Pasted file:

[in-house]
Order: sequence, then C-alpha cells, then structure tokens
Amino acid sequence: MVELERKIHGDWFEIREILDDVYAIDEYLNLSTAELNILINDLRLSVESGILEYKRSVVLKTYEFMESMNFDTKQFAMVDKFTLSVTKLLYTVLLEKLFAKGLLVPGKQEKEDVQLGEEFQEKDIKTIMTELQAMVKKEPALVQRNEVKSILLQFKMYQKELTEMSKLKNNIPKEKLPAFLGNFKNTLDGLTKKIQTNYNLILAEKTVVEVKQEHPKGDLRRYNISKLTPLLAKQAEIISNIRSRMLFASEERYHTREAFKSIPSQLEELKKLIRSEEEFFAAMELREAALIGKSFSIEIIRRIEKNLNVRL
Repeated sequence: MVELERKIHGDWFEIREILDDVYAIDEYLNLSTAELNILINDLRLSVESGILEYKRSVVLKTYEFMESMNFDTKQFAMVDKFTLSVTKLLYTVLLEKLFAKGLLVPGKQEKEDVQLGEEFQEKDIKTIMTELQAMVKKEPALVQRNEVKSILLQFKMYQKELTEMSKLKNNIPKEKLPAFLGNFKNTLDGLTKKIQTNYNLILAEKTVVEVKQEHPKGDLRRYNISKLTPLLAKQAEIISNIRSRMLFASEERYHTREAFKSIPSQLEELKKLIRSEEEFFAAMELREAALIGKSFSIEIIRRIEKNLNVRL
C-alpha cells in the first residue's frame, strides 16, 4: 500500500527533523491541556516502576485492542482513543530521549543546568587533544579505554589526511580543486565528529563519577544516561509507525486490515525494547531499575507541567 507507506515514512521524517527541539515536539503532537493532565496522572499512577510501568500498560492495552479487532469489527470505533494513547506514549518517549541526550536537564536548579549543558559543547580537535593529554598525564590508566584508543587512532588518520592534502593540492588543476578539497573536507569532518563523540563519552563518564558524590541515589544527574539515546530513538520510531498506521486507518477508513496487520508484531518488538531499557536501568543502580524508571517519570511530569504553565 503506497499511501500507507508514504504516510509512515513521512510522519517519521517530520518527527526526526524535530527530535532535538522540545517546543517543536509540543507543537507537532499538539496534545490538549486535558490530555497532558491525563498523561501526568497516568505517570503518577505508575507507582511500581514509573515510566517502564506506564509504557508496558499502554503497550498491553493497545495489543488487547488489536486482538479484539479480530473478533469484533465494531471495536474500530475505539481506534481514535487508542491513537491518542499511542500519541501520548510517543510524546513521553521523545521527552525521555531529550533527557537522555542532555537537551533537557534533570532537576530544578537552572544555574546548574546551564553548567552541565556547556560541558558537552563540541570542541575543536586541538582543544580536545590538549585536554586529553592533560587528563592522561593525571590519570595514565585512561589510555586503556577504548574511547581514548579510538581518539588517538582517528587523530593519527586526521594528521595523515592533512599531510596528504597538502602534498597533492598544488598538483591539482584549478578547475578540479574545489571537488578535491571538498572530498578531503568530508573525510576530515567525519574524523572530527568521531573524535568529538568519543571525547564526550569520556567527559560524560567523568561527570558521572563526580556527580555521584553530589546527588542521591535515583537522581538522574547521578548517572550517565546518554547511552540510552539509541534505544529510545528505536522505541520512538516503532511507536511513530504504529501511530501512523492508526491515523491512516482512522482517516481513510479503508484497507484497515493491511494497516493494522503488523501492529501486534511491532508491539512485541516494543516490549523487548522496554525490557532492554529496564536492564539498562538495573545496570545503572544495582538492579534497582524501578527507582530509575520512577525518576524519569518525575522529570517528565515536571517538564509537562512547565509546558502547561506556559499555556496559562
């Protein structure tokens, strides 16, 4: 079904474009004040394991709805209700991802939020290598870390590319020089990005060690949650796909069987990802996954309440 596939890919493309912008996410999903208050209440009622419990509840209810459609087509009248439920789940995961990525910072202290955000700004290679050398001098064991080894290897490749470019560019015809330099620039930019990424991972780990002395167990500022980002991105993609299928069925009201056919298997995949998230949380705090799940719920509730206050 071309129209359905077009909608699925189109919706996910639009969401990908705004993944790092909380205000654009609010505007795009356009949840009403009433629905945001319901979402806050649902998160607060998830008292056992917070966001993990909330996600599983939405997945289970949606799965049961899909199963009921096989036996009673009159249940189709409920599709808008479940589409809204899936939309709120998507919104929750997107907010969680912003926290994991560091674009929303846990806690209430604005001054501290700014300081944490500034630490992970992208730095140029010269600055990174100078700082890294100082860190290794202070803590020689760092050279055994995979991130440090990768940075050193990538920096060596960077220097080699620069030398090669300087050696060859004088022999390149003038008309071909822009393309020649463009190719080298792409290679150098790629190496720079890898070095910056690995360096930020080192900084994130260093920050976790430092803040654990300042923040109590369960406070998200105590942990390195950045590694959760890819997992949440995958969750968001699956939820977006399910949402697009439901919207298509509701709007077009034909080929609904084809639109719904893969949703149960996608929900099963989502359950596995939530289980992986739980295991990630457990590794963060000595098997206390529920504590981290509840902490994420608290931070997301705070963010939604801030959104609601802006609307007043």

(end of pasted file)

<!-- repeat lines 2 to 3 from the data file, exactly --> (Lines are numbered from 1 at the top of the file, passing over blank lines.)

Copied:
Order: sequence, then C-alpha cells, then structure tokens
Amino acid sequence: MVELERKIHGDWFEIREILDDVYAIDEYLNLSTAELNILINDLRLSVESGILEYKRSVVLKTYEFMESMNFDTKQFAMVDKFTLSVTKLLYTVLLEKLFAKGLLVPGKQEKEDVQLGEEFQEKDIKTIMTELQAMVKKEPALVQRNEVKSILLQFKMYQKELTEMSKLKNNIPKEKLPAFLGNFKNTLDGLTKKIQTNYNLILAEKTVVEVKQEHPKGDLRRYNISKLTPLLAKQAEIISNIRSRMLFASEERYHTREAFKSIPSQLEELKKLIRSEEEFFAAMELREAALIGKSFSIEIIRRIEKNLNVRL